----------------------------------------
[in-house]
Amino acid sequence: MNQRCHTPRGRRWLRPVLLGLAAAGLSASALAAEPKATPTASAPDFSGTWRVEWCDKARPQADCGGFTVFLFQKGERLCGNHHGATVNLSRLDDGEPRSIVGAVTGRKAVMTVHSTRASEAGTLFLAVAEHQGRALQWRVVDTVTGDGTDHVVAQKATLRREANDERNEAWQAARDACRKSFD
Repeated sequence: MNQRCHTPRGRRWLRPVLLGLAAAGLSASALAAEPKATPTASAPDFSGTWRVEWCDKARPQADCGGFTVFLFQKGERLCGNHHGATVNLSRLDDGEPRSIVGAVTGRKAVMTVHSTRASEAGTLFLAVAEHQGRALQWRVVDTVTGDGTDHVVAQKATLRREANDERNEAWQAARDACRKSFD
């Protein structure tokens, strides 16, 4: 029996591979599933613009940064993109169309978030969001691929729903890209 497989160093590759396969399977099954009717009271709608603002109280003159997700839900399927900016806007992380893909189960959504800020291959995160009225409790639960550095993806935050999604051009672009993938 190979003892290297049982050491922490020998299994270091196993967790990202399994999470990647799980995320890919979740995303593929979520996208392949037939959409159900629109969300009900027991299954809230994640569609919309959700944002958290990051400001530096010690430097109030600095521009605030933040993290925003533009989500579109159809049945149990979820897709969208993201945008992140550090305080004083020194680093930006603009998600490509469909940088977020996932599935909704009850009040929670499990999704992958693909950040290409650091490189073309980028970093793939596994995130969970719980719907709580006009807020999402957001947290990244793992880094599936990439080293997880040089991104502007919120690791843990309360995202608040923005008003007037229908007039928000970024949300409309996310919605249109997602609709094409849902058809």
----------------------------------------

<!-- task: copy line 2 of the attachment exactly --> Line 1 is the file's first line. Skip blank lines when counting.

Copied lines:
Amino acid sequence: MNQRCHTPRGRRWLRPVLLGLAAAGLSASALAAEPKATPTASAPDFSGTWRVEWCDKARPQADCGGFTVFLFQKGERLCGNHHGATVNLSRLDDGEPRSIVGAVTGRKAVMTVHSTRASEAGTLFLAVAEHQGRALQWRVVDTVTGDGTDHVVAQKATLRREANDERNEAWQAARDACRKSFD